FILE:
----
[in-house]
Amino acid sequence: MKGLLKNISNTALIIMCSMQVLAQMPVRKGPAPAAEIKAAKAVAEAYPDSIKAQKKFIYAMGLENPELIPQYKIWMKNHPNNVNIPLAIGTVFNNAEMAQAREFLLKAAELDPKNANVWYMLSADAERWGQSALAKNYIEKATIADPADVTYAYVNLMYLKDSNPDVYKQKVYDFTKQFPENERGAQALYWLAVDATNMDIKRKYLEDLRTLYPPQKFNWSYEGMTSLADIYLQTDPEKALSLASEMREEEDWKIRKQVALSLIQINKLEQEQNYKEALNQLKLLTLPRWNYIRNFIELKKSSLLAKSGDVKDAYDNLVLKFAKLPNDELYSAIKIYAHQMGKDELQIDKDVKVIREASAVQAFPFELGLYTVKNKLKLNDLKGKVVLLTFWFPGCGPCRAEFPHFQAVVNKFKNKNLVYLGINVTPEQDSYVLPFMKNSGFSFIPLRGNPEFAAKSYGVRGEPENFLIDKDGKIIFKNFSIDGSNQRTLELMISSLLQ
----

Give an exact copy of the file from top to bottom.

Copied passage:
[in-house]
Amino acid sequence: MKGLLKNISNTALIIMCSMQVLAQMPVRKGPAPAAEIKAAKAVAEAYPDSIKAQKKFIYAMGLENPELIPQYKIWMKNHPNNVNIPLAIGTVFNNAEMAQAREFLLKAAELDPKNANVWYMLSADAERWGQSALAKNYIEKATIADPADVTYAYVNLMYLKDSNPDVYKQKVYDFTKQFPENERGAQALYWLAVDATNMDIKRKYLEDLRTLYPPQKFNWSYEGMTSLADIYLQTDPEKALSLASEMREEEDWKIRKQVALSLIQINKLEQEQNYKEALNQLKLLTLPRWNYIRNFIELKKSSLLAKSGDVKDAYDNLVLKFAKLPNDELYSAIKIYAHQMGKDELQIDKDVKVIREASAVQAFPFELGLYTVKNKLKLNDLKGKVVLLTFWFPGCGPCRAEFPHFQAVVNKFKNKNLVYLGINVTPEQDSYVLPFMKNSGFSFIPLRGNPEFAAKSYGVRGEPENFLIDKDGKIIFKNFSIDGSNQRTLELMISSLLQ